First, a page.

‘Farewel my bok’: Paying attention to flowers in Chaucer’s prologues to The Legend of Good Women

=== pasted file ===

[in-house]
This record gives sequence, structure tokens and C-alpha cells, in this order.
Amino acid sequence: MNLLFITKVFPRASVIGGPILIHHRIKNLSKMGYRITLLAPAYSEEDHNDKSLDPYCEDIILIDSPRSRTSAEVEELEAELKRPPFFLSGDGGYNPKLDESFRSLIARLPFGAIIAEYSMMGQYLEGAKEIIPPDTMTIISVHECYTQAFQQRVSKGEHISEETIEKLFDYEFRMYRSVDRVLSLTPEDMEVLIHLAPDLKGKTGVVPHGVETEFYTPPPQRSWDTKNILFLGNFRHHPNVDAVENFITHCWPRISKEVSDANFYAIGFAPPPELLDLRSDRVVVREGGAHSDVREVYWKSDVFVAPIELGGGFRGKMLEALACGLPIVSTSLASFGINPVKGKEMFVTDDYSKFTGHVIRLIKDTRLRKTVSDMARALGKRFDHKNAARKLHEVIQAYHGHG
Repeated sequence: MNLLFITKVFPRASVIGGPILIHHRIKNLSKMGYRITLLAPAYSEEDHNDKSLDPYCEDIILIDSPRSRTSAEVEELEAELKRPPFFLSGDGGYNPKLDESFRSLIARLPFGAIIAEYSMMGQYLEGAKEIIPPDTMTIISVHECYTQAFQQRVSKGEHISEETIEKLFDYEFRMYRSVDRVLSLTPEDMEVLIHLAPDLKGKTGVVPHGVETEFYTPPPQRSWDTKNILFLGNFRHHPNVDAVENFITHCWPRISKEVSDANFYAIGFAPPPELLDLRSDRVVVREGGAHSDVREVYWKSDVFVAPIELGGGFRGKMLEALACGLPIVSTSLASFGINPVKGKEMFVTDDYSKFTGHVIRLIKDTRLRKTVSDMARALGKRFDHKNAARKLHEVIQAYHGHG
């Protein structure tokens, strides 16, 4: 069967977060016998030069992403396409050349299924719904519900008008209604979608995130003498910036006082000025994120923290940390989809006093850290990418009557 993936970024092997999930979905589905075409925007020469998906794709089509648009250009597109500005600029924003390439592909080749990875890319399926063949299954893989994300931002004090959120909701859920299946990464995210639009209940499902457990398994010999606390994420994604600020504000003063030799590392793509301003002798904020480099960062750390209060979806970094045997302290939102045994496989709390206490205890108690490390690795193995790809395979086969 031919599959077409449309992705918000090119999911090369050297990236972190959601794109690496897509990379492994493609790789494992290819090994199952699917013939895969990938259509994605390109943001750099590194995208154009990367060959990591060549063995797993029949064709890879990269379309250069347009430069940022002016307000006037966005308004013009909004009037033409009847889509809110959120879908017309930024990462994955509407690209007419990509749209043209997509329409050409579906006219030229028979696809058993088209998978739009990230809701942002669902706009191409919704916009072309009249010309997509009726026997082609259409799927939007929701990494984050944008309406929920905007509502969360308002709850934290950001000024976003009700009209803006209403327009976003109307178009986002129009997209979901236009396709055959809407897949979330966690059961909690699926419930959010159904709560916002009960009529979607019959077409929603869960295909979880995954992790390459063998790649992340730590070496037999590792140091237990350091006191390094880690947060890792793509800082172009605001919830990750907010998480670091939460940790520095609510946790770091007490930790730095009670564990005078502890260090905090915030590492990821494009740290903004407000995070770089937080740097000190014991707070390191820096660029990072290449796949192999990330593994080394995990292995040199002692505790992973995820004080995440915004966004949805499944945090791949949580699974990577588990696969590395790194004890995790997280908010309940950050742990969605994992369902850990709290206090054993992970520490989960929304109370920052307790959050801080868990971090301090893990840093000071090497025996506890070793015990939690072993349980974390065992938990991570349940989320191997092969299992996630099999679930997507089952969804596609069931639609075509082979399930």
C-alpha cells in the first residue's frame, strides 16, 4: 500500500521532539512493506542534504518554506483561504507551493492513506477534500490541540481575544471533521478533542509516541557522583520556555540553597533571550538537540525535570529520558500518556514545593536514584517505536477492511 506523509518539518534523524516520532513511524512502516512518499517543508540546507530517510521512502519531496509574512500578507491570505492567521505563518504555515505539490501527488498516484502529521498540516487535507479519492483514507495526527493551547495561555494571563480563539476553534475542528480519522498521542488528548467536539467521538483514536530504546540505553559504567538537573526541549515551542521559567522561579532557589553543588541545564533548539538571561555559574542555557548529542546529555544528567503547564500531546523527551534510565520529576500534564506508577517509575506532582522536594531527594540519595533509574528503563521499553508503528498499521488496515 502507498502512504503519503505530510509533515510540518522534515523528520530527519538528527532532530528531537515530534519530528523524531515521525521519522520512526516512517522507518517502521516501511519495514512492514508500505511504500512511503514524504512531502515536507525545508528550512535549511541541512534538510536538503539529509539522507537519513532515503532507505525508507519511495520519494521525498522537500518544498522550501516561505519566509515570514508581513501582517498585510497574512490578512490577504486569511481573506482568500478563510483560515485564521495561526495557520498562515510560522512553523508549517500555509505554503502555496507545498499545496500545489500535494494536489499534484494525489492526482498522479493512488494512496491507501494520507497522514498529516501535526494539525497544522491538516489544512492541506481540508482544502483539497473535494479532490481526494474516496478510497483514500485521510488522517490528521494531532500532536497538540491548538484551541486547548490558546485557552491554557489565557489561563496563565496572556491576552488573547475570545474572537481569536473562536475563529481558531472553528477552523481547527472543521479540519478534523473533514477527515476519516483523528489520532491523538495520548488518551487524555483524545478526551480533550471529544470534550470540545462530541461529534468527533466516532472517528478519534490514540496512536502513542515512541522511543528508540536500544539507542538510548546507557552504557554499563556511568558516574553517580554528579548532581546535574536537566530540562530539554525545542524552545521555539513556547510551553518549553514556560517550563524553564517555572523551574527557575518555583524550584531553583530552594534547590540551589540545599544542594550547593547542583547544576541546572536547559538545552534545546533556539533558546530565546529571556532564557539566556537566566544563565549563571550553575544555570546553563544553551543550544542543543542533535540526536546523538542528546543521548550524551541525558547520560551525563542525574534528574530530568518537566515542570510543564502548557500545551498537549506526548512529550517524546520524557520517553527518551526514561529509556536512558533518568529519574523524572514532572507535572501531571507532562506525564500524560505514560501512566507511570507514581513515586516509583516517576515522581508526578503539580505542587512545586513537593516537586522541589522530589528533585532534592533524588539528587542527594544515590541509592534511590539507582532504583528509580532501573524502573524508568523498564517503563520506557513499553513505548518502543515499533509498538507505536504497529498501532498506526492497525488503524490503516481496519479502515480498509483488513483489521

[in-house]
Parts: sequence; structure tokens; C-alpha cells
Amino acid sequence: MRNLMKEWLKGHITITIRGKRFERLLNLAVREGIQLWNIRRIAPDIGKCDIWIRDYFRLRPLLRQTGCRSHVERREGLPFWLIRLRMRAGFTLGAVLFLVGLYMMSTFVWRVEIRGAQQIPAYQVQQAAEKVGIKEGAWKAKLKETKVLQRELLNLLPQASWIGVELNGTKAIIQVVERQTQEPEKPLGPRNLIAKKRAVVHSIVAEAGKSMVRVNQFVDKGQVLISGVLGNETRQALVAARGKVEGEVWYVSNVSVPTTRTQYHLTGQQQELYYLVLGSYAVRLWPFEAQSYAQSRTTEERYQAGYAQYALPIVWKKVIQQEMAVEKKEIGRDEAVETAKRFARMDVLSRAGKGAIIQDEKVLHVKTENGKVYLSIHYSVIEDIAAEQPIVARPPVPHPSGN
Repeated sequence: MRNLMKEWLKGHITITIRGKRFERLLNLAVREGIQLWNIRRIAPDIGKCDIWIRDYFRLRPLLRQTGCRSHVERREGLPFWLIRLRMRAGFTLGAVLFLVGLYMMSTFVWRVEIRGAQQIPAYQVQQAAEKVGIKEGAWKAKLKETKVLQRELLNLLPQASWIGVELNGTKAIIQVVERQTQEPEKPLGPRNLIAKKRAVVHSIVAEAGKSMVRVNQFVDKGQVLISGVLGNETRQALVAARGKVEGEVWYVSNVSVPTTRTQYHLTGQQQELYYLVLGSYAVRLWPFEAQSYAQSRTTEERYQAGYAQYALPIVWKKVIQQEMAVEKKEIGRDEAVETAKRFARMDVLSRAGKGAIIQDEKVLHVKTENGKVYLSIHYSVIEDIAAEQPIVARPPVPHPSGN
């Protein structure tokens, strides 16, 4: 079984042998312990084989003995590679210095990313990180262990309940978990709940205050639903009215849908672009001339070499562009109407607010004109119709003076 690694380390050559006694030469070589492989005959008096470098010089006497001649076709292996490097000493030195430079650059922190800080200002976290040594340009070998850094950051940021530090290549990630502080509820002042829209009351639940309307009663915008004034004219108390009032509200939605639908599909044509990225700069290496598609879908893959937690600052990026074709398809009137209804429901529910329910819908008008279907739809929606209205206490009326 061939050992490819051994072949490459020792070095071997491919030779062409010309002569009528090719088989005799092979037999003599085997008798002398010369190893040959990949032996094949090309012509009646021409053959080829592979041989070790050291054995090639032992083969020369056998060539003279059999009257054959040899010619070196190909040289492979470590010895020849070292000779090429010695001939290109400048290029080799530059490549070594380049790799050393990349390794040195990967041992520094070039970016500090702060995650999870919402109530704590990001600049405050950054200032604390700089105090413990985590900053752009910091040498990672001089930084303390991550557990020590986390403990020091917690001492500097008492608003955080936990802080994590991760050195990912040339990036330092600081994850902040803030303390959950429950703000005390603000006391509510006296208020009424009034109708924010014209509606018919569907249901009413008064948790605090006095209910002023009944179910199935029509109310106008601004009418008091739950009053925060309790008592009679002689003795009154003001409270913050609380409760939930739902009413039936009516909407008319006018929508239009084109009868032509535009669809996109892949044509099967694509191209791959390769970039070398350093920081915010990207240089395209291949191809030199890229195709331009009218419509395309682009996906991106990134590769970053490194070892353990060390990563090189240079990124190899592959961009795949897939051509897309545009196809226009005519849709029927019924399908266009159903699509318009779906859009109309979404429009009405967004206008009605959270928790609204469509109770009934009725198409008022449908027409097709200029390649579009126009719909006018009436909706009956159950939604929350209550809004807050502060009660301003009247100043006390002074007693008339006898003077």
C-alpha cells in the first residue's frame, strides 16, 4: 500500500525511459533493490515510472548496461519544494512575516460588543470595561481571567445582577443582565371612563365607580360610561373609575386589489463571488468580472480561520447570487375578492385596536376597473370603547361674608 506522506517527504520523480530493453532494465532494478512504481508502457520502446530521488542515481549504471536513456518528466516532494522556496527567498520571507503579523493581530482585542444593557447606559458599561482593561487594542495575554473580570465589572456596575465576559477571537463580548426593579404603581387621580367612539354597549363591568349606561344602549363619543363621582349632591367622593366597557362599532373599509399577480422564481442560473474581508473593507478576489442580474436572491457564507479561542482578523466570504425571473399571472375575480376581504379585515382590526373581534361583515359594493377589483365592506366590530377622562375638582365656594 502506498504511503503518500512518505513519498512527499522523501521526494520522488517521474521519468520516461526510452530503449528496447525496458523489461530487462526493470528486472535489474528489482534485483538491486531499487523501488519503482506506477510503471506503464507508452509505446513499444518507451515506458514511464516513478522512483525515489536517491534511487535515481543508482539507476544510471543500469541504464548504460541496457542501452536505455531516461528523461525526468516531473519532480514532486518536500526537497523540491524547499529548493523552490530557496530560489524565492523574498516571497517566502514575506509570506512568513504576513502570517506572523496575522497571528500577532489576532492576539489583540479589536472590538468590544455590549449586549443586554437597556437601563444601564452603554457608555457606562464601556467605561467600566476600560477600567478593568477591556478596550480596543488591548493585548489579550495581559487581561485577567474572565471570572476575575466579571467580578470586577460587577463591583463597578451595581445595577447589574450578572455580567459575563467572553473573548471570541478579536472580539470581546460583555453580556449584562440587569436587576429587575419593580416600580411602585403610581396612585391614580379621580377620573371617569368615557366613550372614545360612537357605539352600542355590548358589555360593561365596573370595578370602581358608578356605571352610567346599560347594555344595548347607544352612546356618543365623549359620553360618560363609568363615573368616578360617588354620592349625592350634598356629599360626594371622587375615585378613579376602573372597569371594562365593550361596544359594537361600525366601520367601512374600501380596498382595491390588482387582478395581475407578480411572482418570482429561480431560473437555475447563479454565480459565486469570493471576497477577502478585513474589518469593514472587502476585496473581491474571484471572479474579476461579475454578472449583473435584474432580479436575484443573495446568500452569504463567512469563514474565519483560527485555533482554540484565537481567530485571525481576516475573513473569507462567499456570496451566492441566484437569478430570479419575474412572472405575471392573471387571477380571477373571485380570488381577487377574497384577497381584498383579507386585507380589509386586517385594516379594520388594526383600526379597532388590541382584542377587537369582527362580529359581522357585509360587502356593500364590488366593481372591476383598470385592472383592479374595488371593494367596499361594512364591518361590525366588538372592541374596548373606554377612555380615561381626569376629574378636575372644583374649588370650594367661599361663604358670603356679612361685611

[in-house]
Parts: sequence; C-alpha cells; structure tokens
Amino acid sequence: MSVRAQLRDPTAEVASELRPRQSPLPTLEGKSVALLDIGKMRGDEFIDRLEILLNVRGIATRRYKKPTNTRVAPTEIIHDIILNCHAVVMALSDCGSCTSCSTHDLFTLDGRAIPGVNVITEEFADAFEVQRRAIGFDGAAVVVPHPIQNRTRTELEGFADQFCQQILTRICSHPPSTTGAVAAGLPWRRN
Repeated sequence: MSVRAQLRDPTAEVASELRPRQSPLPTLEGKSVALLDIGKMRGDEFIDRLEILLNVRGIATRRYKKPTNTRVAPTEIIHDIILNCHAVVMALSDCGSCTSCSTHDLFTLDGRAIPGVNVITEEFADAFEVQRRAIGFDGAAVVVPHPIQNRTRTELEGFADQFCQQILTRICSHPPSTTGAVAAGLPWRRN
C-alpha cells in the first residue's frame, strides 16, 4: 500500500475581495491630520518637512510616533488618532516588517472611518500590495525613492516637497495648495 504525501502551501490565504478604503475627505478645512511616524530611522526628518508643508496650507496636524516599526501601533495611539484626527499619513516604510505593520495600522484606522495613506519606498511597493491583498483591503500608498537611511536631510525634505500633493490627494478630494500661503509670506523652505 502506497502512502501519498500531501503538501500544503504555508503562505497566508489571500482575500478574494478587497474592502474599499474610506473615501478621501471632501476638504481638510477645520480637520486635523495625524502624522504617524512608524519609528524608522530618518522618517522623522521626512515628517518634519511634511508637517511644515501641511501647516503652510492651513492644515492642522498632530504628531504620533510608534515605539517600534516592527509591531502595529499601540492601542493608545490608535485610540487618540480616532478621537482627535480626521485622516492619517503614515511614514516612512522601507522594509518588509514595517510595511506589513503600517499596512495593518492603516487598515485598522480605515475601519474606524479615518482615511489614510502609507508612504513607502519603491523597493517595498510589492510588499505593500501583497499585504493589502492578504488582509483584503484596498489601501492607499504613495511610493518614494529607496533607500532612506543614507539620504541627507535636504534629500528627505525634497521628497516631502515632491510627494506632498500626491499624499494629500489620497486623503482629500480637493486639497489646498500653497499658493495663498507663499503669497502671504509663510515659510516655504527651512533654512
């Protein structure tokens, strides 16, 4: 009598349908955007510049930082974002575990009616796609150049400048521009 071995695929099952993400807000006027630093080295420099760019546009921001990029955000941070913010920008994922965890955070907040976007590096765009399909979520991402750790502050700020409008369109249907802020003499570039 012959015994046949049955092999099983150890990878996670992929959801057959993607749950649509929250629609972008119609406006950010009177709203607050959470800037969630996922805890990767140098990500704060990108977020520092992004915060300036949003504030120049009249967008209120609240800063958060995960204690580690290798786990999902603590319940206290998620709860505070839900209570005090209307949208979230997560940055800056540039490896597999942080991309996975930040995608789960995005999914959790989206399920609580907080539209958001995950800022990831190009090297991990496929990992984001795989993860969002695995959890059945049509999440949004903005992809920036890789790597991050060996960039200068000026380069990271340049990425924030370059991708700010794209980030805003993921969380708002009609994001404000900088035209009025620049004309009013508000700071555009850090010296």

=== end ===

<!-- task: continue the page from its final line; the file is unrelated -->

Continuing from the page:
Chaucer is no botanist. Typically, flowers enter his poetry as similes for female beauty (the Knight’s Emelye), more rarely as indiscriminate clusters of colour signalling courtly landscapes (Parlement of Fowls, Book of the Duchess). The daisy of the Prologue to The Legend of Good Women is an exception; venerated by Chaucer’s dream-persona, it receives accurate, detailed description before being personified in his dream as Alcestis. Chaucer is by no means unique in this superficial approach to flowers: intriguingly, flowers in general gain only a fleeting mention under trees in Isidore of Seville’s influential Etymologies XVII.vi.21, where we learn flores are so named because they ‘quickly drop [defluere] from trees.’ However, following Michael Marder, superficiality offers a useful paradigm for thinking with plants. Dilettantism becomes attention, enabling associations that privilege present over past – flowers over roots. Fleeting flowers seem scarcely available to us as subjects of empathy, let alone rights or justice: arguably more remote even than trees, they pose different questions to ecologically invested critics, while the ease with which they are (superficially) understood offers clues to how literary critics may join debates about the way green spaces and entities are valued.
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